This study assessed the impact of intimate partner violence (IPV) on labor force participation of welfare recipients and examined whether change in economic status affects violence levels.
This study, supported by the U.S. Department of Justice, National Institute of Justice, is one of the first to provide evidence that recent and chronic intimate partner violence differentially impacts women and that health mediates the relationship between abuse and employment stability over time. Using 3 years of annual survey findings with the same families, the study examined the relationship of domestic violence and employment in the context of welfare reform. Embedded in the Illinois Families Study (IFS), a 6-year longitudinal study of welfare recipients, 1,311 women were selected to participate who had received welfare in Illinois in 1998. Interviews were conducted in waves, first between November 1999 and September 2000 and again in 2001 and in 2002. The response rate increased each time, from 72.4 percent for the first wave to 91 percent for the last wave of interviews. Measures used in the study included: (1) intimate partner violence; (2) income and number of months employed; and (3) health and human capital variables. Findings from the study include: (1) recent violence was linked to unstable employment over a 3-year period; (2) in the first wave of interviews, women who reported that they had been abuse rated their health a year later as poorer and reported a greater need for mental health treatment; and (3) over time, chronic intimate partner violence is associated with poor health, and recent intimate partner violence is associated with unstable employment. The findings suggest that ongoing abuse interferes with women’s ability to sustain employment over time. The effects of abuse on employment are mediated by health problems that women experience. Exhibits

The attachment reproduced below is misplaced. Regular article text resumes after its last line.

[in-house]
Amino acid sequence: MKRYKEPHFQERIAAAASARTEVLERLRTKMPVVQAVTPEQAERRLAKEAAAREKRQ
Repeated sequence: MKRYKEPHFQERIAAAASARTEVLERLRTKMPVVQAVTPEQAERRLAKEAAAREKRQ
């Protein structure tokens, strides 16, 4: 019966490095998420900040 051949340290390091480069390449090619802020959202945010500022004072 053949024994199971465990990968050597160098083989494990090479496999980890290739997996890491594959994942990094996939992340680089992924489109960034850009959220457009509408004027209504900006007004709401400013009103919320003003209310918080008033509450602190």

Date Published: January 1, 2004
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